One of our favorite things to do is to stop at the pier on our way through San Clemente. It’s just a little over a mile from the freeway and it’s a rewarding mini-getaway just to drop in at Fisherman’s Restaurant on the pier and enjoy fresh fish and a microbrew while basking in the sun and soaking up the seaside atmosphere. On a recent weekend, the restaurant’s considerable outdoor seating was fully occupied through most of the afternoon – a sign that we’re not the only ones who have discovered this delightful seaside respite.
Whether overnighting or daytripping in San Clemente, one of the first things you notice is the Spanish street names. Not uncommon in California, the San Clemente city fathers have taken it one step further with a kind of prohibition against any street name that does not look or sound Spanish. But all of that just adds to the charm and blends well with the Spanish architecture that is so dominant along the gently sloping hillsides of San Clemente.
Come to find out, the Spanish feel of San Clemente is quite intentional and was brought to the city not by some Spanish conquistador, but rather by the former mayor of Seattle. Ole Hanson founded the "Spanish Village by the Sea" way back in 1925 with strict guidelines that called for Spanish colonial architecture with red tile roofs and white plaster. In other words, Hanson proposed a theme town before theme towns were cool.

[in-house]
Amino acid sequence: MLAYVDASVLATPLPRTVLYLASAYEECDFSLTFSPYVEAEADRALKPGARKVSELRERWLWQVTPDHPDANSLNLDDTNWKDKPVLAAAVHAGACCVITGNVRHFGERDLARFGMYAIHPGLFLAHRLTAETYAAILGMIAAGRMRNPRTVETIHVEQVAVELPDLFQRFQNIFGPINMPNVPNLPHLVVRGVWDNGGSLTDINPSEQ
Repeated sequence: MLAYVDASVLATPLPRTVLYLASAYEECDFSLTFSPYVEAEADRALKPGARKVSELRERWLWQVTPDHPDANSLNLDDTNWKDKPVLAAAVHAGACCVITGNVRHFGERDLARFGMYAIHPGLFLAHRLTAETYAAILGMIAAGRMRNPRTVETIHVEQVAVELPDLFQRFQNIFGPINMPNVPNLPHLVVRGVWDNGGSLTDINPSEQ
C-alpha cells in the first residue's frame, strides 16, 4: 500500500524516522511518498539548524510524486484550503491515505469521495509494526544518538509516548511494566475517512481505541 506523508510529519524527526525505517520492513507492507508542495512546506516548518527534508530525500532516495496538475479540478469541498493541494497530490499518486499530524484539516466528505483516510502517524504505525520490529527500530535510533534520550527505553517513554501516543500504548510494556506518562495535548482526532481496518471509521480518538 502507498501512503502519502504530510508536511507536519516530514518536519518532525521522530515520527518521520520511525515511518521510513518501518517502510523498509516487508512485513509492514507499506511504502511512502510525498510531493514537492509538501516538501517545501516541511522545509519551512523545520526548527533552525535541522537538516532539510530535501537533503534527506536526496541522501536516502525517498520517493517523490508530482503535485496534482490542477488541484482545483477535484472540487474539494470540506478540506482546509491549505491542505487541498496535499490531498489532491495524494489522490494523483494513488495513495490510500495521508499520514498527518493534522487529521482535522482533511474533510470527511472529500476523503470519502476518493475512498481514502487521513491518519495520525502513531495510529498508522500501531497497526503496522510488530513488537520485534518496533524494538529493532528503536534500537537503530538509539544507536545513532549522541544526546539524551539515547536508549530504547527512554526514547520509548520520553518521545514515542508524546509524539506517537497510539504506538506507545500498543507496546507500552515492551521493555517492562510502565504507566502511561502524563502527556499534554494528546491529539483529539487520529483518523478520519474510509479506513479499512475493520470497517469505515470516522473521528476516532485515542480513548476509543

The town retains a historical flavor and visitors are encouraged to see remnants of the original "Spanish Village by the Sea." The former City Hall is now an antique gallery. Casa Romantica is Hanson’s own Spanish compound – which he lost in the stock market crash of 1929 and is now owned by the city. A San Clemente visitor center and museum offers visitors a quick overview of the attractions they’ll find in San Clemente.
Another thing that becomes obvious is that there are few streets in San Clemente that are straight. Because of the hilly and sloping topography, most roads weave through and around the hills, again adding a special kind of Mediterranean flavor to the town. It may be a little harder to find your way from Point A to Point B, but you will enjoy the figuring out how to get there. And of course it’s difficult to get truly lost when the ocean is visible from just about anyplace in town.
While in San Clemente, you’ll want to stroll down Avenida Del Mar where you’ll find a wide assortment of shops in a lushly landscaped setting. This is not some famous shopping district with designer stores and celebrities; rather it’s Main Street USA with the kind of shopping you might find in your hometown – a varied collection of shops, boutiques, antique stores, galleries and sidewalk cafes. It’s a fun place to spend a little bit of your San Clemente getaway.